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Assessment 1 Task Media Watch
Choose one story that has been in the media (online or newspaper) that has occurred within the past 4 weeks which relates to Health, Illness and Wellbeing.
- Find a news story from a reliable source that has occurred within the past 4 weeks which relates to Health, Illness and Wellbeing.
- State the story title and provide the URL or a screen shot of the story (including the publication source name and date of publication (not the date you viewed it) e.g. Story Title : 'Quinoa –the new protein' in 'The Australian' Newspaper: 8 February 2017
- Explain the health implications of the story for those who it affects ( Word Limit 50 words)
Why is this newsworthy/currently topical? E.g. is it a medical breakthrough, research, current topic of interest in society? (Word Limit 100 words). Post your news story and your discussion to the Media Watch Discussion Forum in the Assessment 1 Submission area on Study Desk.
Comment on one story (different to your own) posted by another student and comment as to if the individuals/groups of people referred to in the article were in control of their own health journey? (Word Limit 100 words)
1. The story is based on the 28-year-old girl named Abby Linda and describes how the misconception of HIV leads to a delayed diagnosis in some women.
2. Story Title: “HIV misconceptions leading to delayed diagnosis for some women, advocacy group says,” in the “Australian” News: on 9 March 2017.
3. The health implications of the story are huge for women who get infected with HIV. A stereotype is prevalent in the medical community about the contraction of HIV in women, as a result of which they are often left out of various sexual health tests leading to late HIV diagnosis in women (Evans, 2017).
The news is worthy as it underpins the consequences of stereotypes or misconceptions persisting not only on the minds of the women but also on the healthcare practitioners’ minds about women getting HIV infected that they don’t even perform tests for it. Under testing, as a result, indicates that infected women with HIV are mostly not diagnosed until the disease’s last stages when significant damage has already occurred to the immune system of the body. Hence, it’s a topic of interest as it has been evidenced that the stereotypes lead to late diagnosis of HIV, as well as, un-addressed and unrecognized experiences of women (Evans, 2017).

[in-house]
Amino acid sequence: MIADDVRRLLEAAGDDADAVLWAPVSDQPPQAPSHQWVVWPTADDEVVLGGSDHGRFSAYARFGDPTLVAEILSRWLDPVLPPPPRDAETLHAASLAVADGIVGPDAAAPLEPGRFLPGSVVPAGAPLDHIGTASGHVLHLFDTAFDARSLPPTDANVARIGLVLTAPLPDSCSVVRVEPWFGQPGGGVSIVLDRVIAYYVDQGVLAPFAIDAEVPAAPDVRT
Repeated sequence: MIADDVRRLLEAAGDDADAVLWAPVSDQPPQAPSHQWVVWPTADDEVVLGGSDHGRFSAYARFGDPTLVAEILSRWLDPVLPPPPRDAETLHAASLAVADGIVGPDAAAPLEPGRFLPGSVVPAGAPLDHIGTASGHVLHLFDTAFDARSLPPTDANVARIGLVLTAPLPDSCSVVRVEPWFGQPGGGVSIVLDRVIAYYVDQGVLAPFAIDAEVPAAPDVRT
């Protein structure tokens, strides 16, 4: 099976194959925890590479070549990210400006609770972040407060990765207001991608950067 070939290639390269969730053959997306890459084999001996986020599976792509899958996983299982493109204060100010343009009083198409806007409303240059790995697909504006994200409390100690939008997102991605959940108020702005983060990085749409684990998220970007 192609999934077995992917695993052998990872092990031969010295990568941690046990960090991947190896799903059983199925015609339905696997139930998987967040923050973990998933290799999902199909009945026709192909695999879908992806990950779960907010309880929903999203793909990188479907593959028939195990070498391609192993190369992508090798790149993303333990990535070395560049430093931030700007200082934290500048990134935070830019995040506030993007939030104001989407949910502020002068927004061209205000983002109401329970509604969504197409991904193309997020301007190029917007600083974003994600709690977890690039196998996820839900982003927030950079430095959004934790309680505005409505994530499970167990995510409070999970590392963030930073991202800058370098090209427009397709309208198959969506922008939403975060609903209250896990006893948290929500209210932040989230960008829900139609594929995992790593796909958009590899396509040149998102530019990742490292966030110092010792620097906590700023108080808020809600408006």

“The Body’s Clever Protein” story is based on the ability of an interferon epsilon protein which is synthesized naturally in the women’s reproductive tract. It clearly demonstrates the effects of the HIV virus in humans with and without the protein. Where healthy human cells infected with HIV without this protein tend to undergo rapid multiplication, the human cells having this interferon epsilon protein made virus entry difficult, or those which penetrated were stopped from going towards their centre. However, if both the protection mechanism failed, this protein tends to make defective versions of the virus on replication, hence, making this story a medical breakthrough of advanced research (Smith, 2017).
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